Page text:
(Please see the note at the end of my post regarding the consideration received in relation to this pattern. The giveaway information is also at the end. Please note it is a PDF copy of the pattern as the prize, not a paper copy.)
Pattern Scout is a newer indie pattern company that I first came across last year – I cannot now recall if I first saw the Lulu cardigan via Karina from Pins and Needles or the Sew My Style challenge, but a big thank you to whoever it was!
As I mentioned in my last post, I love the style and aesthetic that Casey – the owner of Pattern Scout – creates. To me, Casey’s patterns are stylish, fun, modern but with a touch of the classic, bursting with clean lines, interesting details and sometimes with a slightly sporty-chic look .
The fact that most of the patterns come with cup sizes is my kind of brilliant and the design lines and wearability of Casey’s patterns are spot on. I always find the finishing methods suggested to be really clever and well worked through.
The patterns are actually designed for a height of 5’9” (I’m 5’5”) but other than that I find the block used is a pretty good one for my body. That’s not to say I don’t have to make adjustments, but just the same ones I would do for any pattern company (and not as many as I have to do for some) – I blend between three sizes, do a high round back adjustment, sway back adjustment, shorten the sleeve – then away I go!
(I haven’t made a trousers pattern yet although the Nellie joggers are planned for Spring, but I imagine a bit of length shortening may be on the cards for those.)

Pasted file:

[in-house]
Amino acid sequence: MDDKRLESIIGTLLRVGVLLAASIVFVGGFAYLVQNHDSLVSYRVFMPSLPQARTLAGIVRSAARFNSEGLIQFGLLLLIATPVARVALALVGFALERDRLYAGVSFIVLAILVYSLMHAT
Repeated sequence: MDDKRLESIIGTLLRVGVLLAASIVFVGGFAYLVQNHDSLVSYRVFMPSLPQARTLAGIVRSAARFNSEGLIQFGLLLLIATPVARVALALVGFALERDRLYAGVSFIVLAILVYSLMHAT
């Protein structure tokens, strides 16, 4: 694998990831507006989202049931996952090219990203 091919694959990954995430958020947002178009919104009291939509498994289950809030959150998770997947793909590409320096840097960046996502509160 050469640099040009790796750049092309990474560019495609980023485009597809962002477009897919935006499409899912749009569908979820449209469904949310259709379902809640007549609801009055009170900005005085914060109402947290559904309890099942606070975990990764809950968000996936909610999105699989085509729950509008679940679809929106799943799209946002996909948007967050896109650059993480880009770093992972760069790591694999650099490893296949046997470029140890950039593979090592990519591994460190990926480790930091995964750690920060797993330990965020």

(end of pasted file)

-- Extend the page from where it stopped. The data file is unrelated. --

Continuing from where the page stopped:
As I mentioned in my last post, I bought all of the PS pattern range over the course of two of their sales last year, after the great success I had with the Fern top and the Lulu cardigan.
I’ve made seven of the Luna bags since then, which I highly recommend as a small sized, cross body bag. Just to clarify, only one was for me, the other six have been presents. Even I don’t need that many bags…
Then just the other week I received an email from Casey at Pattern Scout with a call out for pattern testers for her new pattern, the Cozi Jacket. I have pattern tested for Nina Lee and Megan Nielsen before but not Pattern Scout. I love the line drawings of the pattern, so I immediately applied and was really pleased to be accepted.
Casey offered a $30 payment to her pattern testers as a contribution towards the costs of materials and notions used, which I think is really excellent and no doubt widens her testing pool.
The pattern testing experience was fun, as always. From my job background, I really enjoy reading through instructions and checking for sense, any typos, errors or improvements that could be made from a language front (or any sewing construction suggestions). It’s always so much easier to spot typos etc. in someone else’s work, harder when it’s your own!
Casey also set up an online collaboration group for all the pattern testers, which is a lovely way to connect with other sewing folk, get some great pointers and see other people’s amazing garments coming to life.
So onto the Cozi pattern itself. As you can see from the line art, it is a semi cropped, slightly boxy jacket with options for a hood or a collar. I chose view A as I love that sort of collar and wanted the more nipped in look with the elastic at the waist and cuffs. However, you could easily mix the hood of View B with the elastic options as well.
The Cozi comes in a wide size range from 0 – 30. Funnily enough, despite me raving about the cup options of Pattern Scout’s patterns, this one doesn’t actually have cup sizes due to the boxier shape and intended ease of the bodice, but the instructions note that the bust sizing covers sewing cup sizes B – D. (Just adding my usual note here to say bra cup sizes are not the same as sewing cup sizes).
Because of this I decided to sew one size up starting from the bottom of the armscye down to the hem on the front bodice compared to the back bodice. This gave me the exact ease I wanted for the circumference but is perhaps a touch short on the length I need to go over my bust. Next time I will lower the centre front by say 3/4” until in line with the side edge of where the pocket sits and then blend back to nothing at the side seam, which should do the trick.